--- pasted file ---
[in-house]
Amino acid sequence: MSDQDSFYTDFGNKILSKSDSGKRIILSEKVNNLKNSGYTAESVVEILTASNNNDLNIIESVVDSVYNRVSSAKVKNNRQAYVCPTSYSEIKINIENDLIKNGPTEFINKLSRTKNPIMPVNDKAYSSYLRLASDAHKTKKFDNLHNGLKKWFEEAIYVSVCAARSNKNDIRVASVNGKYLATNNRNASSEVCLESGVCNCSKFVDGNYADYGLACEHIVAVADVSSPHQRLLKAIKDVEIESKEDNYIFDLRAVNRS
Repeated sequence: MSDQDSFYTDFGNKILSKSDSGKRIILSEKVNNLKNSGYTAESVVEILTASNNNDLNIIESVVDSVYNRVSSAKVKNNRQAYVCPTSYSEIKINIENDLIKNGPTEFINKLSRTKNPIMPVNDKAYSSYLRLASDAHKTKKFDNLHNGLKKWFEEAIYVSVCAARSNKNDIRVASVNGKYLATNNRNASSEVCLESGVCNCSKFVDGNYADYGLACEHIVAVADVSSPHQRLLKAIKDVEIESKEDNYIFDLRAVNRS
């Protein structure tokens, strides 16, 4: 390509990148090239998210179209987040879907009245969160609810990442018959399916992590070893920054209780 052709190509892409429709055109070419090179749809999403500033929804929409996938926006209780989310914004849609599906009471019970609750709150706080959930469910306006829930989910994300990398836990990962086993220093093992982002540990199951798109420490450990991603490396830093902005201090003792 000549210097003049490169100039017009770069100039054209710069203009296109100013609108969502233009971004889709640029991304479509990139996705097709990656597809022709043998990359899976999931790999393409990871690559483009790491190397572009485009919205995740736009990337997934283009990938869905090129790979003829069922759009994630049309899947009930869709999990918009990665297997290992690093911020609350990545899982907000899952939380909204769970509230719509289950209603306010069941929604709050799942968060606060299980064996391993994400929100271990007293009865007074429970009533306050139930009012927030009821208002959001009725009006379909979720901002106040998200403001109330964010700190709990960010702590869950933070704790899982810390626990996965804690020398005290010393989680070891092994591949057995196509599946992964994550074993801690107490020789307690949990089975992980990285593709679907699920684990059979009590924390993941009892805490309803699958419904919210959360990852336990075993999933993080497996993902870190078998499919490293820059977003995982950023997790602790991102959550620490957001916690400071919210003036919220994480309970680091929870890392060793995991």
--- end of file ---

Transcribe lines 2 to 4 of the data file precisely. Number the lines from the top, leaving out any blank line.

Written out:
Amino acid sequence: MSDQDSFYTDFGNKILSKSDSGKRIILSEKVNNLKNSGYTAESVVEILTASNNNDLNIIESVVDSVYNRVSSAKVKNNRQAYVCPTSYSEIKINIENDLIKNGPTEFINKLSRTKNPIMPVNDKAYSSYLRLASDAHKTKKFDNLHNGLKKWFEEAIYVSVCAARSNKNDIRVASVNGKYLATNNRNASSEVCLESGVCNCSKFVDGNYADYGLACEHIVAVADVSSPHQRLLKAIKDVEIESKEDNYIFDLRAVNRS
Repeated sequence: MSDQDSFYTDFGNKILSKSDSGKRIILSEKVNNLKNSGYTAESVVEILTASNNNDLNIIESVVDSVYNRVSSAKVKNNRQAYVCPTSYSEIKINIENDLIKNGPTEFINKLSRTKNPIMPVNDKAYSSYLRLASDAHKTKKFDNLHNGLKKWFEEAIYVSVCAARSNKNDIRVASVNGKYLATNNRNASSEVCLESGVCNCSKFVDGNYADYGLACEHIVAVADVSSPHQRLLKAIKDVEIESKEDNYIFDLRAVNRS
């Protein structure tokens, strides 16, 4: 390509990148090239998210179209987040879907009245969160609810990442018959399916992590070893920054209780 052709190509892409429709055109070419090179749809999403500033929804929409996938926006209780989310914004849609599906009471019970609750709150706080959930469910306006829930989910994300990398836990990962086993220093093992982002540990199951798109420490450990991603490396830093902005201090003792 000549210097003049490169100039017009770069100039054209710069203009296109100013609108969502233009971004889709640029991304479509990139996705097709990656597809022709043998990359899976999931790999393409990871690559483009790491190397572009485009919205995740736009990337997934283009990938869905090129790979003829069922759009994630049309899947009930869709999990918009990665297997290992690093911020609350990545899982907000899952939380909204769970509230719509289950209603306010069941929604709050799942968060606060299980064996391993994400929100271990007293009865007074429970009533306050139930009012927030009821208002959001009725009006379909979720901002106040998200403001109330964010700190709990960010702590869950933070704790899982810390626990996965804690020398005290010393989680070891092994591949057995196509599946992964994550074993801690107490020789307690949990089975992980990285593709679907699920684990059979009590924390993941009892805490309803699958419904919210959360990852336990075993999933993080497996993902870190078998499919490293820059977003995982950023997790602790991102959550620490957001916690400071919210003036919220994480309970680091929870890392060793995991």